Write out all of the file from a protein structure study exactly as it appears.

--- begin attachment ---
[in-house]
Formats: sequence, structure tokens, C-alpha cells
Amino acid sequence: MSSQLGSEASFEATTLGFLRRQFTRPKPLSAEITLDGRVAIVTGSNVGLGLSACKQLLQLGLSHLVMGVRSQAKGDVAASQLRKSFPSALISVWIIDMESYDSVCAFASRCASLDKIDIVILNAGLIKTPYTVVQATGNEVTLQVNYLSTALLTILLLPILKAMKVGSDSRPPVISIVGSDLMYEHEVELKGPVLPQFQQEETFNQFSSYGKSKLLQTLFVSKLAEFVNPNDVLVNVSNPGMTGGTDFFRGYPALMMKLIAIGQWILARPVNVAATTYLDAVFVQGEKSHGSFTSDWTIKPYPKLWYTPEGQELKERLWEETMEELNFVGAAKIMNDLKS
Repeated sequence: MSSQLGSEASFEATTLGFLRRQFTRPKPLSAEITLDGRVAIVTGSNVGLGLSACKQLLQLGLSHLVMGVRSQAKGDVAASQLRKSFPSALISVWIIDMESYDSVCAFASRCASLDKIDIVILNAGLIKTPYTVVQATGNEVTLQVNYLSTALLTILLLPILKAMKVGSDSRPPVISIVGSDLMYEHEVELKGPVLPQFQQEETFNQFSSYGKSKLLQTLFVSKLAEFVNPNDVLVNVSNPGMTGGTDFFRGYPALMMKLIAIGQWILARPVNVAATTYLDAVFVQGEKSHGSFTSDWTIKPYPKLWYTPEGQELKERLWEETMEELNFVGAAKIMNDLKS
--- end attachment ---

[in-house]
Formats: sequence, structure tokens, C-alpha cells
Amino acid sequence: MSSQLGSEASFEATTLGFLRRQFTRPKPLSAEITLDGRVAIVTGSNVGLGLSACKQLLQLGLSHLVMGVRSQAKGDVAASQLRKSFPSALISVWIIDMESYDSVCAFASRCASLDKIDIVILNAGLIKTPYTVVQATGNEVTLQVNYLSTALLTILLLPILKAMKVGSDSRPPVISIVGSDLMYEHEVELKGPVLPQFQQEETFNQFSSYGKSKLLQTLFVSKLAEFVNPNDVLVNVSNPGMTGGTDFFRGYPALMMKLIAIGQWILARPVNVAATTYLDAVFVQGEKSHGSFTSDWTIKPYPKLWYTPEGQELKERLWEETMEELNFVGAAKIMNDLKS
Repeated sequence: MSSQLGSEASFEATTLGFLRRQFTRPKPLSAEITLDGRVAIVTGSNVGLGLSACKQLLQLGLSHLVMGVRSQAKGDVAASQLRKSFPSALISVWIIDMESYDSVCAFASRCASLDKIDIVILNAGLIKTPYTVVQATGNEVTLQVNYLSTALLTILLLPILKAMKVGSDSRPPVISIVGSDLMYEHEVELKGPVLPQFQQEETFNQFSSYGKSKLLQTLFVSKLAEFVNPNDVLVNVSNPGMTGGTDFFRGYPALMMKLIAIGQWILARPVNVAATTYLDAVFVQGEKSHGSFTSDWTIKPYPKLWYTPEGQELKERLWEETMEELNFVGAAKIMNDLKS